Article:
Tim Denton


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Tim Denton is the Commissioner of the CRTC (Canadian FCC). He spoke on Session 5: Muni Fiber Super Session at the Freedom to Connect 2009 conference.

If you'd like more info about the conference, see

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Tim Denton

  1. 1. Worthwhile Canadian Initiatives by Timothy Denton CRTC Commissioner March 30, 2009 This presentation does not reflect the official position of the CRTC
  2. 2. A Taxonomy of Laws No Licence Required Government Licence Required Telecommun- ications Act Radiocom- munication Act Infrastructure Printing Broadcasting Act Applications, Content, Speech
  3. 3. Canadian framework <ul><li>2 main statutes: Telecommunications Act & Broadcasting Act </li></ul><ul><li>There are three baskets: fall out of one, you fall into another, until you reach the normal market economy. </li></ul><ul><li>Broadcasting Act: music and full-motion video, and its distribution, is generally considered “broadcasting” (e.g. radio, television, cable communications, video programming services) </li></ul><ul><ul><li>Recent technological advances have vastly expanded the potential range of “broadcasting” regulation without any change in the legislation </li></ul></ul><ul><ul><li>Broadcasting is subject to extensive and intrusive content regulation </li></ul></ul><ul><li>Telecommunications Act : n on-broadcasting telecommunications services (e.g. retail and wholesale Internet access) </li></ul><ul><ul><li>Some price regulation occurs in markets where we have not yet forborne ,(at s.34) including, regulation of some of the terms of access to underlying networks </li></ul></ul><ul><ul><li>No regulation of content. Unjust discrimination and undue preference are the key concepts. (s.27(2)) </li></ul></ul><ul><li>Competition Act : sets the general rules for the rest of the economy. </li></ul>
  4. 4. Canada/U.S. comparison <ul><li>The Internet: </li></ul><ul><li>In 1999 the CRTC found that the provision of audio and/or video services over the Internet was subject to the Broadcasting Act . The CRTC then issued an order exempting these services from the requirements of the Act ( The new media exemption orders ). </li></ul><ul><ul><li>The underlying technology is relevant in determining whether services are subject to one act or another. 1) is it broadcasting? 2) If not then, is it telecommunications? </li></ul></ul><ul><li>Canadian approach: </li></ul><ul><ul><ul><li>the underlying transmission medium does not determine the regulatory category </li></ul></ul></ul><ul><ul><ul><li>There is no “information services” category </li></ul></ul></ul><ul><ul><ul><li>CRTC decisions can be appealed to the executive or judicial branches of the government . </li></ul></ul></ul><ul><ul><ul><li>The Cabinet may revise telecom decisions; it may refer broadcasting decisions back to the Commission to review them. </li></ul></ul></ul><ul><ul><li>More judicial deference to the regulator in Canada </li></ul></ul>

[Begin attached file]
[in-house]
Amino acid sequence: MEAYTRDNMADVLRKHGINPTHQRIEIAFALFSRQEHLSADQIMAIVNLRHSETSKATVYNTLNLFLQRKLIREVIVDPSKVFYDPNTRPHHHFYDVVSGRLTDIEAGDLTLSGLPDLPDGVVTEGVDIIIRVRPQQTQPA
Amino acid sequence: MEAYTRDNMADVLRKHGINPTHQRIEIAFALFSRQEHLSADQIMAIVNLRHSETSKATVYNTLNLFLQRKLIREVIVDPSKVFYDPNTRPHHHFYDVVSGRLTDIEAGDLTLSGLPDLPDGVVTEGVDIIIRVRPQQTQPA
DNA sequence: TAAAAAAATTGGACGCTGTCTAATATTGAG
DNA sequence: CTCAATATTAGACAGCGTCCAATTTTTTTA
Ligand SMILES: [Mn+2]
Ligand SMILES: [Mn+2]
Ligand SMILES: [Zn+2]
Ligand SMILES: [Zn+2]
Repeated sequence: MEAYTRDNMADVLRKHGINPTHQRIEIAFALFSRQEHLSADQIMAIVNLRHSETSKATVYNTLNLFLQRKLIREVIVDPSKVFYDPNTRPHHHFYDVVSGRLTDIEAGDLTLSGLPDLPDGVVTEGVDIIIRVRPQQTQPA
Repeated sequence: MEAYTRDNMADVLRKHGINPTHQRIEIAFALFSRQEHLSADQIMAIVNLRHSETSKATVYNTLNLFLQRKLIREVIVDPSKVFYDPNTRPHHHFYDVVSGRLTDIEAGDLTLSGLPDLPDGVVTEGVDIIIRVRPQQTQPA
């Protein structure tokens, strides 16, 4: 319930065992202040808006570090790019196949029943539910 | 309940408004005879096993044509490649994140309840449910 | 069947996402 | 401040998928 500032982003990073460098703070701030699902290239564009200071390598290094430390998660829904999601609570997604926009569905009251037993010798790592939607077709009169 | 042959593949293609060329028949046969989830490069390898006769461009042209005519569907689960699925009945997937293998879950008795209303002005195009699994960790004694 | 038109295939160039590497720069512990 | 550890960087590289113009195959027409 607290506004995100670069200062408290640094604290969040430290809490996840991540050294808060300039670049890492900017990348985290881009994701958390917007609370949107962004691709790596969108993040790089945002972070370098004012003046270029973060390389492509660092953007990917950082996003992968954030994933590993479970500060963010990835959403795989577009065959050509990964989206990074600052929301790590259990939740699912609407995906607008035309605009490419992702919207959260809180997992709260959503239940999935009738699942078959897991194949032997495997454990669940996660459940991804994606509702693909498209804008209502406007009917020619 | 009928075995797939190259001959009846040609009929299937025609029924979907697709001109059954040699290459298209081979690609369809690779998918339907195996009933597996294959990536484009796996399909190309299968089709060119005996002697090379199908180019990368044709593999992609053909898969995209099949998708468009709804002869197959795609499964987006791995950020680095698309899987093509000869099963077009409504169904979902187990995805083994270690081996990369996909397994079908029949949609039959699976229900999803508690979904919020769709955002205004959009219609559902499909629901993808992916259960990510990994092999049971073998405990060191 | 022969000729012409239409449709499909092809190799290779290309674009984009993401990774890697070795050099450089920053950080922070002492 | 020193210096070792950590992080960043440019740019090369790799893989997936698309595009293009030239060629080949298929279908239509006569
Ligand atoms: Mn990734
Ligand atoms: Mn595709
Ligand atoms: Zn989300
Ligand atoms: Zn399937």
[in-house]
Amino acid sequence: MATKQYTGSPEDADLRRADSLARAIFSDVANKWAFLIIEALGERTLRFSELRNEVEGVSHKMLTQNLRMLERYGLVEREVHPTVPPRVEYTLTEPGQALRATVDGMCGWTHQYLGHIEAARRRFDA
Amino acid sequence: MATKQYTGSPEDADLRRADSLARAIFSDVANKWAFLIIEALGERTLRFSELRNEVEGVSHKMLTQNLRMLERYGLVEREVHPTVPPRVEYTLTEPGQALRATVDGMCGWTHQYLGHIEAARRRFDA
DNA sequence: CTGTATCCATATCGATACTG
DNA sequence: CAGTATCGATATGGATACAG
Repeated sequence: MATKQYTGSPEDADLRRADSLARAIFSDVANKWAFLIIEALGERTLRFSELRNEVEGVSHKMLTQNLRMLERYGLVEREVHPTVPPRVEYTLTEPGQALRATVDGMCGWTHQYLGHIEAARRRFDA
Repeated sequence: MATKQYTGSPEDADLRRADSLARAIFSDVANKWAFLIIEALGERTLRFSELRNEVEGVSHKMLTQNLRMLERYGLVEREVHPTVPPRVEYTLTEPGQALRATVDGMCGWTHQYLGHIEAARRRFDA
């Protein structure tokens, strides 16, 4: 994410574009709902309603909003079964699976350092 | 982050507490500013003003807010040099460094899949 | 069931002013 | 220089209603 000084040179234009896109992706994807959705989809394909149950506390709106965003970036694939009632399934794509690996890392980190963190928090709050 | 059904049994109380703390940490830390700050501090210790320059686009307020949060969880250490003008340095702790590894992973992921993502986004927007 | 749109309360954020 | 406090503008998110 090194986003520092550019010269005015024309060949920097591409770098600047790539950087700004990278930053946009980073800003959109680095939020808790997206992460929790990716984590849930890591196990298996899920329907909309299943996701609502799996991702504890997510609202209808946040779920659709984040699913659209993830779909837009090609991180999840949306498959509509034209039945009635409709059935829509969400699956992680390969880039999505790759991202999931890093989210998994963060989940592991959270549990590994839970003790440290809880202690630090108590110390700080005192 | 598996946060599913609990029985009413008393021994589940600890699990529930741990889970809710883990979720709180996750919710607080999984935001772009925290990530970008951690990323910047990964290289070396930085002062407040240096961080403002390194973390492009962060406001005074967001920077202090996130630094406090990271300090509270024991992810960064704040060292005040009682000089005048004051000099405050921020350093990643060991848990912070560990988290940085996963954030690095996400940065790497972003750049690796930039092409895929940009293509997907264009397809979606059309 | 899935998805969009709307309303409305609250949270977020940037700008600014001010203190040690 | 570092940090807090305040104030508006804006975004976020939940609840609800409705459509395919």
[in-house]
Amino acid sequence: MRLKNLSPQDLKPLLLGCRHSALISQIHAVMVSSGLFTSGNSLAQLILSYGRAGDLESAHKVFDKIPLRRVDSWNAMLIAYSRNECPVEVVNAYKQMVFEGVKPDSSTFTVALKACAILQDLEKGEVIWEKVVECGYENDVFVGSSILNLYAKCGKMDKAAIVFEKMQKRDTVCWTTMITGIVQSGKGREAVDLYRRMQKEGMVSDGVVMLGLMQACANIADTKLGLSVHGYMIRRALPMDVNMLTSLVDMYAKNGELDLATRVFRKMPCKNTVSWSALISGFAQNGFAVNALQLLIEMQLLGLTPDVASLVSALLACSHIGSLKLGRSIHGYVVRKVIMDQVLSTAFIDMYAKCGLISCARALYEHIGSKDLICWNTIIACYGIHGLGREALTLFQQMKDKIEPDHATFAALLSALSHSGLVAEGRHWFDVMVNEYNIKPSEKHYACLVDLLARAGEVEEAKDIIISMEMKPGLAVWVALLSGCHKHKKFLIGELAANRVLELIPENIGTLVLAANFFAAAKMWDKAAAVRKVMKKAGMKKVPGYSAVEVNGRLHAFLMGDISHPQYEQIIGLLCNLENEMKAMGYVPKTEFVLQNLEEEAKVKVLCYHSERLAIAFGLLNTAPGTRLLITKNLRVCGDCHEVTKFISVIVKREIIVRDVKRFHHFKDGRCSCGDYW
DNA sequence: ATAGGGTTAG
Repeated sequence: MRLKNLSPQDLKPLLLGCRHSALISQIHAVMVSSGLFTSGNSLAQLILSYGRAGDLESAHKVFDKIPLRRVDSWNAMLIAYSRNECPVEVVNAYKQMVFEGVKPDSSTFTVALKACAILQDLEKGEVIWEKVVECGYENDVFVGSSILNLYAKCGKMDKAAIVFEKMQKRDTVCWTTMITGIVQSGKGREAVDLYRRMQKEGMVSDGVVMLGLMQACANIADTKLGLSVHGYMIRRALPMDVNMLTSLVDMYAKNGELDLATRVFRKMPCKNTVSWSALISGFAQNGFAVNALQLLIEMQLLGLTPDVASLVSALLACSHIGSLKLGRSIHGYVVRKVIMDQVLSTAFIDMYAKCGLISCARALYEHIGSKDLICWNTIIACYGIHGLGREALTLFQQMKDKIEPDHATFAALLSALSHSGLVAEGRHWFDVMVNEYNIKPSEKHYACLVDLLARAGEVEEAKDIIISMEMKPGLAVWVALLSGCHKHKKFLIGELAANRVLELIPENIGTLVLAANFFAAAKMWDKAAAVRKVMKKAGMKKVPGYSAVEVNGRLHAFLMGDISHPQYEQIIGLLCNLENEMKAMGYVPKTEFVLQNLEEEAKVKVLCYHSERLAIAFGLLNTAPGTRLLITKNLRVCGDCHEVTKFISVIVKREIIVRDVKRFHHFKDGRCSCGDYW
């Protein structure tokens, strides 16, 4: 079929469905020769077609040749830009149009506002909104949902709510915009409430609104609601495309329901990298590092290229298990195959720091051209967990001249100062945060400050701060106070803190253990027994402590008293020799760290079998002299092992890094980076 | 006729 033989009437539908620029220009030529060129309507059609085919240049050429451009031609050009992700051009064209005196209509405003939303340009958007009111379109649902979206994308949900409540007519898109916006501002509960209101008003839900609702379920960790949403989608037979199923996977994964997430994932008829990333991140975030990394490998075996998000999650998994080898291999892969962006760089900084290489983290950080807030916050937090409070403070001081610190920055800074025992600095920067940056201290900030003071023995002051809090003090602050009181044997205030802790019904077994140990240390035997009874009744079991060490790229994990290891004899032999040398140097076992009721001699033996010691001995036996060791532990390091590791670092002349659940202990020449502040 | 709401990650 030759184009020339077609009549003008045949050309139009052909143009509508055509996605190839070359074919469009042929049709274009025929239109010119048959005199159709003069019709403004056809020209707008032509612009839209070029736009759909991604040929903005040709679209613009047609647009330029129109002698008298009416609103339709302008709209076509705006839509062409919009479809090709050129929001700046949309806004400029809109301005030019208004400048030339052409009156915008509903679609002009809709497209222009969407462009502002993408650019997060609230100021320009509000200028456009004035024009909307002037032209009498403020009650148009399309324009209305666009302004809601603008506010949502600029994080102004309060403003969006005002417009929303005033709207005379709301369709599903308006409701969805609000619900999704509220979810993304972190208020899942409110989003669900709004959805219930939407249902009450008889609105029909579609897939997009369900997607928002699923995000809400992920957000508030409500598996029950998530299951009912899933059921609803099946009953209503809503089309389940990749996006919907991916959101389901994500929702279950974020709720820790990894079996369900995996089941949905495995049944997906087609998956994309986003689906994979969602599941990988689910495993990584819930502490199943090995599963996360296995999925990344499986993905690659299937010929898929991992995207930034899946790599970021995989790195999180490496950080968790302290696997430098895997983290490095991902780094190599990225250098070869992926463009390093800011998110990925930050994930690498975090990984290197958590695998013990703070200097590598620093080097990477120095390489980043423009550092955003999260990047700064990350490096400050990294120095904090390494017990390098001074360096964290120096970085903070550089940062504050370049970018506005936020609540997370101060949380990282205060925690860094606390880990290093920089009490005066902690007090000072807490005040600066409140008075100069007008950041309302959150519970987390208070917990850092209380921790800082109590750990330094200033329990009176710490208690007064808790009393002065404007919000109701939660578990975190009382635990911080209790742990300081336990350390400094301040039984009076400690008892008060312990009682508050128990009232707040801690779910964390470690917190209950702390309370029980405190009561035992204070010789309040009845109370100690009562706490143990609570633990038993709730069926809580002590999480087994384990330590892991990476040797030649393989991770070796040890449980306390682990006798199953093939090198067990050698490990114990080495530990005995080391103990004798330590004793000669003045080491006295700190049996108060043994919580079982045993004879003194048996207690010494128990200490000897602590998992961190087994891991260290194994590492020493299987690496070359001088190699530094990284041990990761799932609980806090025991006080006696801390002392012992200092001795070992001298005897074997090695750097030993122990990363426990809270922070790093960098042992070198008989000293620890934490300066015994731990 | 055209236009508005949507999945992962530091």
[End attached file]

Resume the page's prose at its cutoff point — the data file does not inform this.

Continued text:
5. 5. Access to infrastructure – U.S. <ul><li>Telecommunications Act of 1996 </li></ul><ul><ul><li>Government established obligation for incumbents to provide access to unbundled network elements (UNEs) at cost-based rates </li></ul></ul><ul><ul><li>Recognized that replicating existing incumbent networks would be so inefficient that it would be unlikely to ever occur </li></ul></ul><ul><ul><ul><li>strong emphasis on entry through use of UNEs and resale </li></ul></ul></ul><ul><ul><li>FCC adopted supportive regulations </li></ul></ul><ul><li>2004 appeal </li></ul><ul><ul><li>Incumbents persuaded federal appellate court that lack of access to certain network elements did not impair competitors </li></ul></ul><ul><ul><ul><li>If competitors could deploy facilities in some locations, it was reasonable to infer they could profitably deploy their own facilities everywhere </li></ul></ul></ul><ul><ul><ul><li>If some competitors could serve some customers without access to certain UNEs, then all could compete without access to these UNEs </li></ul></ul></ul><ul><li>Solicitor General did not challenge the appellate court’s decision in the Supreme Court. The premise of the US Telecom Act of 1996-leased facilities- was undercut. </li></ul>Abolished by telcos